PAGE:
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Analysis: NY Congresswoman Nita Lowey and the Zika Virus

lowey zika press conference 2016-08-05White Plains, NY — On Friday, Congresswoman Nita Lowey (D-NY17), joined by Dr. Robert Almer (Dean of the School of Health Sciences and Practice and Institute of Public Health at New York Medical College), called on Speaker of the House Paul Ryan to immediately reconvene Congress to pass emergency funding to combat Zika virus.
“It is outrageous that, at a time when the deadly Zika virus is spreading within the continental United States, Congress sits on its hands and refuses to provide emergency funding needed for an effective response,” said Lowey, referring to a $1.1 billion emergency funding bill passed by the Senate in May but not by the House of Representatives. “The consequences of this public health emergency are too severe for political gamesmanship.  Speaker Ryan should immediately reconvene the House of Representatives to provide emergency funding to stem the tide of this public health crisis.”

Zika virus, a tropical disease spread person-to-person by mosquitoes, was not prevalent until 2007 when there was an outbreak in the Yap Island in Micronesia; now, according to the World Health Organization, Zika is “spreading explosively” through the Americas.

Lowey’s press conference came days after the Centers for Disease Control and Prevention announced that fourteen people (12 men and two women) were believed to have contracted Zika in a one-square-mile area north of downtown Miami, Florida.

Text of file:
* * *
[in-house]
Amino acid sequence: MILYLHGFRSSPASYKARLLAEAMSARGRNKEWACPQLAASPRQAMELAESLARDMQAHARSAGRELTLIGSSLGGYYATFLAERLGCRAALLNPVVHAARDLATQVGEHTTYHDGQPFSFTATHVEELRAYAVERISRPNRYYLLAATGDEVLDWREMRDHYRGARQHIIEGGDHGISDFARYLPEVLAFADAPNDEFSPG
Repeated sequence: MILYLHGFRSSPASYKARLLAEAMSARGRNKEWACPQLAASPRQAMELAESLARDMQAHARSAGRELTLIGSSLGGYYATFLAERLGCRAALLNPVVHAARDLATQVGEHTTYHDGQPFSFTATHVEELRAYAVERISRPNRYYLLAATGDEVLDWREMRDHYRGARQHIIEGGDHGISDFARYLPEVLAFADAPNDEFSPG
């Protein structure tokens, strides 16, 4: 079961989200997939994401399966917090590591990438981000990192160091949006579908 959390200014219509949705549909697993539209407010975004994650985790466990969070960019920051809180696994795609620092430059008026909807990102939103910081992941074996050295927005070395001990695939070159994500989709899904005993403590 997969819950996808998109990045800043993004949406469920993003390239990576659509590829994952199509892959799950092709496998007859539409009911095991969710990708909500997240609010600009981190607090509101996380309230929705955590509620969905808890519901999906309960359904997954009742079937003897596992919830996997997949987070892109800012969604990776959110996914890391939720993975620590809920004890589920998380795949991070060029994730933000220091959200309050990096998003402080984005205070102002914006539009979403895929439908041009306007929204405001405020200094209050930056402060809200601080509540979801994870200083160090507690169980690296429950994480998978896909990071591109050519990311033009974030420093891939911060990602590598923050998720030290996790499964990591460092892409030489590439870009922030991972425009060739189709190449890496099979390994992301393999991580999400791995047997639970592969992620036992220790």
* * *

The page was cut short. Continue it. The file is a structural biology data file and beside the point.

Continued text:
The effects of the virus are “typically mild,” as Dr. Almer iterated; the exception is that “when it hits during pregnancy it can cause permanent damage to the baby,” including brain abnormalities and microcephaly.
However, there is much to be learned about Zika. Scientists are working to learn whether there are links between the virus and nerve problems and whether it is behind neurological complications in adults, such as Guillain-Barre syndrome. “[The] CDC and our local health departments are working hard to prevent Zika from spreading, but there are still many unknowns,” Almer said. “Additional important work must be done to learn everything needed to fully contain transmission of this unusual virus.”
The funding that Lowey called for, as allocated by the Senate bill, would go towards CDC programs, National Institute of Health vaccine research, diagnostic tests for the virus, and aid to Puerto Rico — Puerto Rico has been hit hard by the disease.

Congresswoman Lowey, outraged by political gamesmanship, is playing a political game

It is true that Republicans in the House have not supported the Senate-led bill, but it is also true that Lowey was being a bit deceptive in her Friday news conference and in her press release which followed. She outlined efforts to pass anti-Zika funding as follows:

In February, President Obama requested $1.9 billion in emergency funding to combat the spread of Zika and protect American communities.  In May, the Senate passed $1.1 billion in emergency funding.  Yet nearly six months and 6,400 American Zika cases – including 855 pregnant women – after funding was first requested, the Republican House Majority has not passed a Zika funding bill that can be signed into law.

There are two misleading points in that statement. First, while it is accurate that there have been 6,400 American Zika cases in the past six months, it is worth pointing out that most of those cases were in American territories, not the United States proper. Despite the recent outbreak in Florida, the disease has yet to effect the United States on a large scale; and really, while you hate to see even one person contract the disease, 6,400 people out of the more than 300 million people in the US and its territories comes out to a rather small percentage of Americans affected.